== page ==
What Are Cataracts and Are They Treatable?
Don’t write off your increasingly blurry vision as merely a byproduct of the aging process — you could be developing cataracts.
A cataract is a clouding of an ocular lens. It’s caused by an accumulation of protein in the lens, leaving it opaque and preventing light from passing through it properly. While any and everybody is susceptible to developing cataracts, they’re most common in elderly patients.
The good news is that unlike some vision problems, cataracts can be easily treated with a simple, minimally invasive surgery. If left untreated, however, they can eventually lead to blindness. If you’re concerned that you may be at risk of that you’re currently developing cataracts, we’ll walk you through the most common causes and symptoms and outline some simple steps you can take to protect yourself.
Causes and Symptoms
There are several different types of cataracts, each of which is caused by a different root condition. The most common cause is aging itself, but congenital disorders, chronic diseases, and trauma can all contribute to their development as well. In addition, smoking, drinking, excessive exposure to air pollution, and genetic predisposition can significantly increase a patient’s level of risk.
Cataracts can be further divided according to their particular effects on the eye. Subcapsular cataracts are defined by clouding at the back of the lens, while nuclear cataracts form in the central nucleus of the lens. In contrast, cortical cataracts are identified by small, opaque slivers that originate in the edges of the lens and work their way into its center near the nucleus.
Patients suffering from developing cataracts may notice unusually blurred vision and excessively bright light from natural and artificial sources, while colors may appear softer. Nuclear cataracts can also trigger a temporary improvement in sight before resulting in significant blurring, while subcapsular cataracts may not result in any symptoms until they’ve fully developed.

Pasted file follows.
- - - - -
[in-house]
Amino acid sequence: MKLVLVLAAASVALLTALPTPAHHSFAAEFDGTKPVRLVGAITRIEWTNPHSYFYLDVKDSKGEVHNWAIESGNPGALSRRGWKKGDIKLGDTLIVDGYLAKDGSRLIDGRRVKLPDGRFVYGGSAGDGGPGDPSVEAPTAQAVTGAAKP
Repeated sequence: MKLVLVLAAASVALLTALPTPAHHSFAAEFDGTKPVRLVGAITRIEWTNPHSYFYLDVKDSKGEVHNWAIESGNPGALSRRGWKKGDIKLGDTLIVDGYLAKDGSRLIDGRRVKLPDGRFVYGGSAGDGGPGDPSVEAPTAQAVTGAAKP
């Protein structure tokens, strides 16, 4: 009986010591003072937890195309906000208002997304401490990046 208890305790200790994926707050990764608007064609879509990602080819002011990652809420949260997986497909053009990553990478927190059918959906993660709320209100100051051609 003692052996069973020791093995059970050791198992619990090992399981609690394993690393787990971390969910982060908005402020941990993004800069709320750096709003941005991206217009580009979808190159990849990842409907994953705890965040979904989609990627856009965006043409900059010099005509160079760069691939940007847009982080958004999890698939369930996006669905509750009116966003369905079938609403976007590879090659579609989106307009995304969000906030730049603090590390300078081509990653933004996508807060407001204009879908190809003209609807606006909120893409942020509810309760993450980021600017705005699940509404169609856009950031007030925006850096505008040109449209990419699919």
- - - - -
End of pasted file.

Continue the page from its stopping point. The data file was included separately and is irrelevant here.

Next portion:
Treatment and Prevention
While cataracts can be debilitating, most patients can enjoy lasting relief from them with a specialized treatment plan. For patients suffering from cataracts in their early stages, the simplest solution is to rely on normal visual aids like strong glasses, magnifying glasses, and proper lighting, all of which can significantly counteract the effects of cataracts.
Should non-invasive treatments fail, more advanced cataracts can be treated with a simple and effective surgery. During this procedure, the surgeon replaces the affected lens with an artificial counterpart that resists future accumulations. Performed on more than three million Americans each year, cataract surgery helps more than 90% percent of patients regain 20/20 to 20/40 vision.
As with most medical conditions, the most effective treatment for cataracts is to prevent them from developing in the first place. Limiting exposure to sunlight or other sources of ultraviolet light, wearing sunglasses whenever outdoors, and avoiding smoking can all greatly lower any patient’s likelihood of suffering from cataracts. Recent studies have also suggested that vitamin E, vitamin C, and omega-3 fatty acids may help reduce the risk.
Cataracts are problematic, but they’re not untreatable. If you or someone you know is in need of help, contact a qualified eye specialist today and book a consultation to determine an appropriate course of treatment.
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